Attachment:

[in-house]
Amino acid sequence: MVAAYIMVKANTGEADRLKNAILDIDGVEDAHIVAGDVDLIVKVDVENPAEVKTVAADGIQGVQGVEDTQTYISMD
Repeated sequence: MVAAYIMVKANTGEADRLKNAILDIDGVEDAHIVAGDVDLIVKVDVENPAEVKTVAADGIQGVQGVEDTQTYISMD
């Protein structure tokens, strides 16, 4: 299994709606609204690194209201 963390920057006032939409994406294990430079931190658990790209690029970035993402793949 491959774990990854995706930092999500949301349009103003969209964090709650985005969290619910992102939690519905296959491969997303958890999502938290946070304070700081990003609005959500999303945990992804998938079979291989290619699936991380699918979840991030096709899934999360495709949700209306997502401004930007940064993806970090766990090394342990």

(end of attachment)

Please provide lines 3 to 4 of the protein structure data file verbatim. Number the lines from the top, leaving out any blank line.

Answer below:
Repeated sequence: MVAAYIMVKANTGEADRLKNAILDIDGVEDAHIVAGDVDLIVKVDVENPAEVKTVAADGIQGVQGVEDTQTYISMD
């Protein structure tokens, strides 16, 4: 299994709606609204690194209201 963390920057006032939409994406294990430079931190658990790209690029970035993402793949 491959774990990854995706930092999500949301349009103003969209964090709650985005969290619910992102939690519905296959491969997303958890999502938290946070304070700081990003609005959500999303945990992804998938079979291989290619699936991380699918979840991030096709899934999360495709949700209306997502401004930007940064993806970090766990090394342990």